2. They said Ofcom's Communications Infrastructure report, published in November 2011, found that residential fixed broadband customers used 17 GB of data per month on average, with usage varying between 10 GB and 40 GB per month. They said, in light of this, they did not believe that the ability of a Virgin Media customer to theoretically download a minimum of 269 GB of data per day on the entry level 30 Mb service was contrary to the average consumer's expectation of a service described as having no caps, in relation to the amount they could download. They said, to the extent that a traffic management policy applied, the impact was moderate and clearly set out at the foot of the ad.

Assessment

1. Upheld

The ASA understood that the claim "Unlimited downloads Download and browse as much as you like with no caps and no hidden charges" was intended to communicate that there were no restrictions on a user's ability to download data, in terms of charges or suspension of service. However, we considered that "unlimited" was a strong claim about the characteristics of the product and that consumers were likely to expect that services, or features of services, described as "unlimited" were subject only to moderate restrictions.

We also understood that only a small proportion of customers had their speeds reduced as a result of exceeding the data thresholds and, even during periods of traffic management, were able to continue web browsing as normal and downloading at a reduced rate. Virgin Media believed that the policy was moderate because it only affected between 1.7% and 2.3% of their users. However, we considered that the average consumer would not expect a service described as "unlimited" to reduce user's speeds by 50% if they exceeded certain data thresholds, regardless of whether a particular individual user would be affected.

We noted the high speed nature of Virgin Media's service and the emphasis of the ad on the performance and potential maximum speed and considered that the advertised service was likely to appeal to, amongst others, those consumers who wished to carry out bandwidth intensive activities, such as linking multiple devices to their connection. In that context we considered that the restriction of reducing users' download speeds by 50% was not moderate and that any reference to it was likely to contradict, rather than clarify, the claims that the service was "unlimited". We therefore concluded that the claim "unlimited" was misleading.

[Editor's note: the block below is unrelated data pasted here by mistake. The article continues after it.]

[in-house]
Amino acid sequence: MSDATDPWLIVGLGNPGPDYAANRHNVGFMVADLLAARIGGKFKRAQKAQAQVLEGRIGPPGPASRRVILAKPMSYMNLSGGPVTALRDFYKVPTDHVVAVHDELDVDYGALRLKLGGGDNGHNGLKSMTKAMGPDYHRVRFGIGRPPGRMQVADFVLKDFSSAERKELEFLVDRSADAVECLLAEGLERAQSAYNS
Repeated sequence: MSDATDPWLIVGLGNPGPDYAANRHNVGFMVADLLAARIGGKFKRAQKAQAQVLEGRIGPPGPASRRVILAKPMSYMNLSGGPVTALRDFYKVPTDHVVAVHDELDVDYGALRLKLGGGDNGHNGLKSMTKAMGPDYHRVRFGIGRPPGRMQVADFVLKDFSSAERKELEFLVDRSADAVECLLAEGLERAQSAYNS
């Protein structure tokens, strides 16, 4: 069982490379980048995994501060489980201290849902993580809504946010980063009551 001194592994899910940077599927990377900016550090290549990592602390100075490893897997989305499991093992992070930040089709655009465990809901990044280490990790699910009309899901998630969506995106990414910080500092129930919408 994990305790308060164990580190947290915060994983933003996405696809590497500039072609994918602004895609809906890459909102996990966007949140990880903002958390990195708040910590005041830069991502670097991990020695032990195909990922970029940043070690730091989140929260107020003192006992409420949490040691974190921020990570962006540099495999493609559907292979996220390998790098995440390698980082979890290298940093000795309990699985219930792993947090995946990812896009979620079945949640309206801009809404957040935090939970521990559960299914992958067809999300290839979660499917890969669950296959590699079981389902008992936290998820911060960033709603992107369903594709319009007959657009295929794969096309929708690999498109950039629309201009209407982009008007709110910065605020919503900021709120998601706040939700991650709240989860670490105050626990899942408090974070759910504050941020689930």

On this point the ad breached CAP Code (Edition 12) rules 3.1 and 3.3 (Misleading advertising).

2. Upheld

While the claim "no hidden charges" made clear that users would not be charged for downloading or browsing, we considered that the inclusion of the claims "unlimited" and "no caps" implied that there were no other restrictions to the service, regardless of how much data users downloaded and browsed. Virgin Media's traffic management policy reduced users' download speeds by 50% if they exceeded certain data thresholds and we considered that this was an immoderate restriction to the advertised "unlimited" service. We therefore concluded that the claim "Unlimited downloads Download and browse as much as you like with no caps and no hidden charges" misleadingly implied that there were no provider-imposed restrictions on a customer's ability to download data.

On this point the ad breached CAP Code (Edition 12) rules 3.1 and 3.3 (Misleading advertising).

Action

The ad must not appear again in its current form. We told Virgin Media not to claim that their service was "unlimited" and with "no caps" if they imposed restrictions that were more than moderate.

Follow Us

For ASA news, including our weekly rulings, press releases, research and reports.
 

How to comply with the rules

For advice and training on the Advertising Codes please visit the CAP website.

Make a complaint

Find out what types of ads we deal with and how to make a complaint.

Press Zone

This section is for journalists only. Here you will be able to access embargoed material, breaking news and briefing papers as well as profile details for the ASA press office.